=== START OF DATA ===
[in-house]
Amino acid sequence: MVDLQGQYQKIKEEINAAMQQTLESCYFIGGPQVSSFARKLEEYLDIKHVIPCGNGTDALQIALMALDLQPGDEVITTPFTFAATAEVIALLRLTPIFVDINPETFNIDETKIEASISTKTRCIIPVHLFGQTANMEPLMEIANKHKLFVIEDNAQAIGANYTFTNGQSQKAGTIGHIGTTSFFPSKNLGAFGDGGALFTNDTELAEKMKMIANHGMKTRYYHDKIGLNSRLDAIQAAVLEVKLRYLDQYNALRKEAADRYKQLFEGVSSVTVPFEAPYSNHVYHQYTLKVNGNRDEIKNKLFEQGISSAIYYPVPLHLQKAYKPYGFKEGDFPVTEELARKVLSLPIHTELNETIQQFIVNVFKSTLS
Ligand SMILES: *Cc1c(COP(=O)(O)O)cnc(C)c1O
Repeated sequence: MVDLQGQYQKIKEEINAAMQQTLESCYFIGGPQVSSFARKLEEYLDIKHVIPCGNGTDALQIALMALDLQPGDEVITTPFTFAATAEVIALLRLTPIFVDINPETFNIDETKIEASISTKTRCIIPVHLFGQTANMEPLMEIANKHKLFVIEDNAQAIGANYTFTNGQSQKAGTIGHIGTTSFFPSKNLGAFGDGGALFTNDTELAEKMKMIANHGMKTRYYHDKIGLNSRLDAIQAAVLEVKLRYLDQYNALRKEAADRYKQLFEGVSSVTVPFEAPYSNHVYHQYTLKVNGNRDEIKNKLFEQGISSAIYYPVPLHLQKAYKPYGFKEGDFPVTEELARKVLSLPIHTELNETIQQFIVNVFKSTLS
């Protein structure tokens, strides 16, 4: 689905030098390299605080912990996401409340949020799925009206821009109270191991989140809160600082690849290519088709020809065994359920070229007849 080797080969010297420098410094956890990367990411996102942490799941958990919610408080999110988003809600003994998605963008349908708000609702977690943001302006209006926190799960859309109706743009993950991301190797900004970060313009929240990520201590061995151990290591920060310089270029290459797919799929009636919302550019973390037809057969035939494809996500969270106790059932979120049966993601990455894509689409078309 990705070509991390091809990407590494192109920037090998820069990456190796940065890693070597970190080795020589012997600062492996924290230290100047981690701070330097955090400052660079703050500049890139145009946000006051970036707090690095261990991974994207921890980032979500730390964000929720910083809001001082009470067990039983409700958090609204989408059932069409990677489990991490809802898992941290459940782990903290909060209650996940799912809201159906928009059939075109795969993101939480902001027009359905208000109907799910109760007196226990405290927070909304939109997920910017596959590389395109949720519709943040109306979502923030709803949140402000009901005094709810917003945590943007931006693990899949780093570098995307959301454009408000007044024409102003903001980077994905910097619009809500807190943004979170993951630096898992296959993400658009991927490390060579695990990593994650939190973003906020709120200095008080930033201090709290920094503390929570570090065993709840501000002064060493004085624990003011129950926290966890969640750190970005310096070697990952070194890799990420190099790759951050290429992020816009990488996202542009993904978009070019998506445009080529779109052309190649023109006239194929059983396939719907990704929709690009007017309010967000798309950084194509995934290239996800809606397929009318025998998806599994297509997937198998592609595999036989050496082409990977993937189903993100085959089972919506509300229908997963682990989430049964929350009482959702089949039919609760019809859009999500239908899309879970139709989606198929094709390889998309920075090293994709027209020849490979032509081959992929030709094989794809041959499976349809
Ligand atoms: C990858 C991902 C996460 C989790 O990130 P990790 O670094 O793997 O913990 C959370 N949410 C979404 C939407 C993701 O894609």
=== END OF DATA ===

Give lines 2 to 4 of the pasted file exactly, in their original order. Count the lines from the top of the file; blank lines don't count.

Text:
Amino acid sequence: MVDLQGQYQKIKEEINAAMQQTLESCYFIGGPQVSSFARKLEEYLDIKHVIPCGNGTDALQIALMALDLQPGDEVITTPFTFAATAEVIALLRLTPIFVDINPETFNIDETKIEASISTKTRCIIPVHLFGQTANMEPLMEIANKHKLFVIEDNAQAIGANYTFTNGQSQKAGTIGHIGTTSFFPSKNLGAFGDGGALFTNDTELAEKMKMIANHGMKTRYYHDKIGLNSRLDAIQAAVLEVKLRYLDQYNALRKEAADRYKQLFEGVSSVTVPFEAPYSNHVYHQYTLKVNGNRDEIKNKLFEQGISSAIYYPVPLHLQKAYKPYGFKEGDFPVTEELARKVLSLPIHTELNETIQQFIVNVFKSTLS
Ligand SMILES: *Cc1c(COP(=O)(O)O)cnc(C)c1O
Repeated sequence: MVDLQGQYQKIKEEINAAMQQTLESCYFIGGPQVSSFARKLEEYLDIKHVIPCGNGTDALQIALMALDLQPGDEVITTPFTFAATAEVIALLRLTPIFVDINPETFNIDETKIEASISTKTRCIIPVHLFGQTANMEPLMEIANKHKLFVIEDNAQAIGANYTFTNGQSQKAGTIGHIGTTSFFPSKNLGAFGDGGALFTNDTELAEKMKMIANHGMKTRYYHDKIGLNSRLDAIQAAVLEVKLRYLDQYNALRKEAADRYKQLFEGVSSVTVPFEAPYSNHVYHQYTLKVNGNRDEIKNKLFEQGISSAIYYPVPLHLQKAYKPYGFKEGDFPVTEELARKVLSLPIHTELNETIQQFIVNVFKSTLS